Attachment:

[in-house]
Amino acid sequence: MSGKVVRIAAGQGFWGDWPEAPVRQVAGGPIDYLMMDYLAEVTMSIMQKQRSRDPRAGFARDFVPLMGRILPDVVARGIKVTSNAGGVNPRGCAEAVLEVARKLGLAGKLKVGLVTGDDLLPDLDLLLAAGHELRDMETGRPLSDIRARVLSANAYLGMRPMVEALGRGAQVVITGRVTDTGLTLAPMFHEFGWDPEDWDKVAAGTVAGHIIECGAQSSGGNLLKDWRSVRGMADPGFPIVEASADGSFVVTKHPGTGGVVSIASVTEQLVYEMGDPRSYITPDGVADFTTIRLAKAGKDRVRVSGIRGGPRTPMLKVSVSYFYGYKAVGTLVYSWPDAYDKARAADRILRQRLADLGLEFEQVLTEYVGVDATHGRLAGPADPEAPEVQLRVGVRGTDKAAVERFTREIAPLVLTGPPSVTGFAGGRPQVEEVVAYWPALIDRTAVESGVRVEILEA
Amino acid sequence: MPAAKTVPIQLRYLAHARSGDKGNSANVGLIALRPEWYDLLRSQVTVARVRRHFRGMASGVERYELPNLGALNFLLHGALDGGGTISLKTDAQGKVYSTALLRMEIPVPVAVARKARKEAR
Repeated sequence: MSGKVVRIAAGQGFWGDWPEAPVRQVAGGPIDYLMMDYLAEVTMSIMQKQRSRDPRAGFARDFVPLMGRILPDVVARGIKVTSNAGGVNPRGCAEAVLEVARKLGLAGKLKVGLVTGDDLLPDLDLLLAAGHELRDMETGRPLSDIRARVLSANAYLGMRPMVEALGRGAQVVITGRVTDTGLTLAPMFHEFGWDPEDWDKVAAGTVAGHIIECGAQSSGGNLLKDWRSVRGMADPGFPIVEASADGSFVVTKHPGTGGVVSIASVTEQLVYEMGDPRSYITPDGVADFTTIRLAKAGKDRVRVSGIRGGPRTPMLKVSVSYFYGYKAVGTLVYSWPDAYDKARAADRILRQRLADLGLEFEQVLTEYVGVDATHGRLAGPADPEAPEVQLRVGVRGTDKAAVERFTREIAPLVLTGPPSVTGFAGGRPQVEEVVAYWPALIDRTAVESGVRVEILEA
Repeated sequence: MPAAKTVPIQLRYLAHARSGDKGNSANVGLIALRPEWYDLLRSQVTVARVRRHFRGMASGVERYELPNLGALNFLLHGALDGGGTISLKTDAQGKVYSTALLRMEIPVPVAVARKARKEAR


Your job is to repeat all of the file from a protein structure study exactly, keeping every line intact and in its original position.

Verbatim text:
[in-house]
Amino acid sequence: MSGKVVRIAAGQGFWGDWPEAPVRQVAGGPIDYLMMDYLAEVTMSIMQKQRSRDPRAGFARDFVPLMGRILPDVVARGIKVTSNAGGVNPRGCAEAVLEVARKLGLAGKLKVGLVTGDDLLPDLDLLLAAGHELRDMETGRPLSDIRARVLSANAYLGMRPMVEALGRGAQVVITGRVTDTGLTLAPMFHEFGWDPEDWDKVAAGTVAGHIIECGAQSSGGNLLKDWRSVRGMADPGFPIVEASADGSFVVTKHPGTGGVVSIASVTEQLVYEMGDPRSYITPDGVADFTTIRLAKAGKDRVRVSGIRGGPRTPMLKVSVSYFYGYKAVGTLVYSWPDAYDKARAADRILRQRLADLGLEFEQVLTEYVGVDATHGRLAGPADPEAPEVQLRVGVRGTDKAAVERFTREIAPLVLTGPPSVTGFAGGRPQVEEVVAYWPALIDRTAVESGVRVEILEA
Amino acid sequence: MPAAKTVPIQLRYLAHARSGDKGNSANVGLIALRPEWYDLLRSQVTVARVRRHFRGMASGVERYELPNLGALNFLLHGALDGGGTISLKTDAQGKVYSTALLRMEIPVPVAVARKARKEAR
Repeated sequence: MSGKVVRIAAGQGFWGDWPEAPVRQVAGGPIDYLMMDYLAEVTMSIMQKQRSRDPRAGFARDFVPLMGRILPDVVARGIKVTSNAGGVNPRGCAEAVLEVARKLGLAGKLKVGLVTGDDLLPDLDLLLAAGHELRDMETGRPLSDIRARVLSANAYLGMRPMVEALGRGAQVVITGRVTDTGLTLAPMFHEFGWDPEDWDKVAAGTVAGHIIECGAQSSGGNLLKDWRSVRGMADPGFPIVEASADGSFVVTKHPGTGGVVSIASVTEQLVYEMGDPRSYITPDGVADFTTIRLAKAGKDRVRVSGIRGGPRTPMLKVSVSYFYGYKAVGTLVYSWPDAYDKARAADRILRQRLADLGLEFEQVLTEYVGVDATHGRLAGPADPEAPEVQLRVGVRGTDKAAVERFTREIAPLVLTGPPSVTGFAGGRPQVEEVVAYWPALIDRTAVESGVRVEILEA
Repeated sequence: MPAAKTVPIQLRYLAHARSGDKGNSANVGLIALRPEWYDLLRSQVTVARVRRHFRGMASGVERYELPNLGALNFLLHGALDGGGTISLKTDAQGKVYSTALLRMEIPVPVAVARKARKEAR